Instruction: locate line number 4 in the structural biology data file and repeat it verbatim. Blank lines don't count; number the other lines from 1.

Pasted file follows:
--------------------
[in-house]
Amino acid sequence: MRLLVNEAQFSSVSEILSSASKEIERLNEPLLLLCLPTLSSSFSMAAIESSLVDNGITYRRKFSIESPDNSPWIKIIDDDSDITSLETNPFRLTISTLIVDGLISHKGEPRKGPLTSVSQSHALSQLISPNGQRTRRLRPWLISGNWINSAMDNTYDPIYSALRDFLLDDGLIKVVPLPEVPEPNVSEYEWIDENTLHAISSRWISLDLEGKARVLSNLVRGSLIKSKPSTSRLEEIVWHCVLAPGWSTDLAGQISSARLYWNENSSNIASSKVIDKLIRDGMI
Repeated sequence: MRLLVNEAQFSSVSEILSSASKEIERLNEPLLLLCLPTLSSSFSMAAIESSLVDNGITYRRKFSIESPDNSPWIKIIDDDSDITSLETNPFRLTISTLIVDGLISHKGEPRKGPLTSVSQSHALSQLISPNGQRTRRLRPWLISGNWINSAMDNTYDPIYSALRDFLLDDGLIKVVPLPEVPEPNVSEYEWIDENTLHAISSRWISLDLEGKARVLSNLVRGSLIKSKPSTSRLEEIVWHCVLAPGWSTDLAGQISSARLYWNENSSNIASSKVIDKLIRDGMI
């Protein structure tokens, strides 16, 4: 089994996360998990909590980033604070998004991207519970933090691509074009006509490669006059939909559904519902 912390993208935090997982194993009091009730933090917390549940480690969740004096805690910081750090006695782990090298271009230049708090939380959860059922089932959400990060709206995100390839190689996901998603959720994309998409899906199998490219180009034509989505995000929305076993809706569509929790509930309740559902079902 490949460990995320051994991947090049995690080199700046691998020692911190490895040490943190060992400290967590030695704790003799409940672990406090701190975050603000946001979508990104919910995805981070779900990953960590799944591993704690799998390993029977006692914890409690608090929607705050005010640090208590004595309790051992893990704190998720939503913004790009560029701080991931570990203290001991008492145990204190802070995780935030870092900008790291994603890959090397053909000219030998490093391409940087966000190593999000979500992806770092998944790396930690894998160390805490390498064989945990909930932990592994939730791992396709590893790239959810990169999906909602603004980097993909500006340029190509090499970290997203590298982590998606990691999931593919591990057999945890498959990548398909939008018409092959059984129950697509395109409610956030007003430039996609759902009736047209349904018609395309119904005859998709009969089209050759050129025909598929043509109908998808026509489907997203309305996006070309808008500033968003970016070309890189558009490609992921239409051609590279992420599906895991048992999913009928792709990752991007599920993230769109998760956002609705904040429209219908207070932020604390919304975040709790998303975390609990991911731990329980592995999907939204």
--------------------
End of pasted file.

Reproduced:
């Protein structure tokens, strides 16, 4: 089994996360998990909590980033604070998004991207519970933090691509074009006509490669006059939909559904519902 912390993208935090997982194993009091009730933090917390549940480690969740004096805690910081750090006695782990090298271009230049708090939380959860059922089932959400990060709206995100390839190689996901998603959720994309998409899906199998490219180009034509989505995000929305076993809706569509929790509930309740559902079902 490949460990995320051994991947090049995690080199700046691998020692911190490895040490943190060992400290967590030695704790003799409940672990406090701190975050603000946001979508990104919910995805981070779900990953960590799944591993704690799998390993029977006692914890409690608090929607705050005010640090208590004595309790051992893990704190998720939503913004790009560029701080991931570990203290001991008492145990204190802070995780935030870092900008790291994603890959090397053909000219030998490093391409940087966000190593999000979500992806770092998944790396930690894998160390805490390498064989945990909930932990592994939730791992396709590893790239959810990169999906909602603004980097993909500006340029190509090499970290997203590298982590998606990691999931593919591990057999945890498959990548398909939008018409092959059984129950697509395109409610956030007003430039996609759902009736047209349904018609395309119904005859998709009969089209050759050129025909598929043509109908998808026509489907997203309305996006070309808008500033968003970016070309890189558009490609992921239409051609590279992420599906895991048992999913009928792709990752991007599920993230769109998760956002609705904040429209219908207070932020604390919304975040709790998303975390609990991911731990329980592995999907939204």